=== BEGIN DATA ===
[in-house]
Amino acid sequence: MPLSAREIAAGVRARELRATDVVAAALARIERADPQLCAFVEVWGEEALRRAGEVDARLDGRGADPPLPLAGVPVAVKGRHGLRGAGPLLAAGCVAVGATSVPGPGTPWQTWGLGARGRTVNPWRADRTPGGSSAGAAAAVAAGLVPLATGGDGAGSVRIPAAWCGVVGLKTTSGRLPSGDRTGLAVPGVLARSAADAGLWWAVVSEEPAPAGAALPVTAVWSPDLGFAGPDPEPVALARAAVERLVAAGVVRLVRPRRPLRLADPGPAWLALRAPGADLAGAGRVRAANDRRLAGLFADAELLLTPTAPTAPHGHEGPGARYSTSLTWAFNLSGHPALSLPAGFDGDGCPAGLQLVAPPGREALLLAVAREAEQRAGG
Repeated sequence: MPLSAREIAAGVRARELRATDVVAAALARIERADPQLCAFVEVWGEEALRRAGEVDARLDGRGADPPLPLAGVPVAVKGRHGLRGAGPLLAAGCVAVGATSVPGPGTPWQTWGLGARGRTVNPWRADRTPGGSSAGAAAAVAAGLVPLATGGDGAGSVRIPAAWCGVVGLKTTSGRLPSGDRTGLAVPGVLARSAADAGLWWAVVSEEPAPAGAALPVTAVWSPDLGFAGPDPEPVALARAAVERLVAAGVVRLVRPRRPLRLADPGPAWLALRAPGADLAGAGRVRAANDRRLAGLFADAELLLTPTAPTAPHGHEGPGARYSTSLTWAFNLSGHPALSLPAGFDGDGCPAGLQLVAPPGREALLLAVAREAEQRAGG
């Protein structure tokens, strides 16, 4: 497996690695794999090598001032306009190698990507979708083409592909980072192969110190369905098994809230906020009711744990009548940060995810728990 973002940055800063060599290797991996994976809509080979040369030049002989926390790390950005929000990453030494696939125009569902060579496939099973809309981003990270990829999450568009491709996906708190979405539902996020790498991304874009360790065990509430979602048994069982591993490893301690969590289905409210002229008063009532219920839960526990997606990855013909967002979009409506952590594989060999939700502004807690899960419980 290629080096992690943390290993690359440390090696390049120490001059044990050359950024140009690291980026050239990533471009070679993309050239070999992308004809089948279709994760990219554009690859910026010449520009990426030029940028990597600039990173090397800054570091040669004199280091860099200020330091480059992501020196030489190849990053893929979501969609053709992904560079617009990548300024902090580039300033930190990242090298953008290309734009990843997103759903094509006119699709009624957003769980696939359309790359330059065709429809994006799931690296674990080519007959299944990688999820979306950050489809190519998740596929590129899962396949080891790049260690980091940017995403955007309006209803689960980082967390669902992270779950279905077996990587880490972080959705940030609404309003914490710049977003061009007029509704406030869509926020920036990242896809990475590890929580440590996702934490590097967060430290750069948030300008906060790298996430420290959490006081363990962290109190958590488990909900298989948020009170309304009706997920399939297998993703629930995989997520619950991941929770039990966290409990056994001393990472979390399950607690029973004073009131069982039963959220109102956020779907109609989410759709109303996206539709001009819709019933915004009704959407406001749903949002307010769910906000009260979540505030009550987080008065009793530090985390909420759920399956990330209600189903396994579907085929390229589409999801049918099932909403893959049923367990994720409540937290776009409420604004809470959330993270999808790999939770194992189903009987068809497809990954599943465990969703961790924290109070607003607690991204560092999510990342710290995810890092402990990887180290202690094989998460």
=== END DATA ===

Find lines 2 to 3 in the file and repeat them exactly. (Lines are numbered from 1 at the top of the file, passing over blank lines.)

Amino acid sequence: MPLSAREIAAGVRARELRATDVVAAALARIERADPQLCAFVEVWGEEALRRAGEVDARLDGRGADPPLPLAGVPVAVKGRHGLRGAGPLLAAGCVAVGATSVPGPGTPWQTWGLGARGRTVNPWRADRTPGGSSAGAAAAVAAGLVPLATGGDGAGSVRIPAAWCGVVGLKTTSGRLPSGDRTGLAVPGVLARSAADAGLWWAVVSEEPAPAGAALPVTAVWSPDLGFAGPDPEPVALARAAVERLVAAGVVRLVRPRRPLRLADPGPAWLALRAPGADLAGAGRVRAANDRRLAGLFADAELLLTPTAPTAPHGHEGPGARYSTSLTWAFNLSGHPALSLPAGFDGDGCPAGLQLVAPPGREALLLAVAREAEQRAGG
Repeated sequence: MPLSAREIAAGVRARELRATDVVAAALARIERADPQLCAFVEVWGEEALRRAGEVDARLDGRGADPPLPLAGVPVAVKGRHGLRGAGPLLAAGCVAVGATSVPGPGTPWQTWGLGARGRTVNPWRADRTPGGSSAGAAAAVAAGLVPLATGGDGAGSVRIPAAWCGVVGLKTTSGRLPSGDRTGLAVPGVLARSAADAGLWWAVVSEEPAPAGAALPVTAVWSPDLGFAGPDPEPVALARAAVERLVAAGVVRLVRPRRPLRLADPGPAWLALRAPGADLAGAGRVRAANDRRLAGLFADAELLLTPTAPTAPHGHEGPGARYSTSLTWAFNLSGHPALSLPAGFDGDGCPAGLQLVAPPGREALLLAVAREAEQRAGG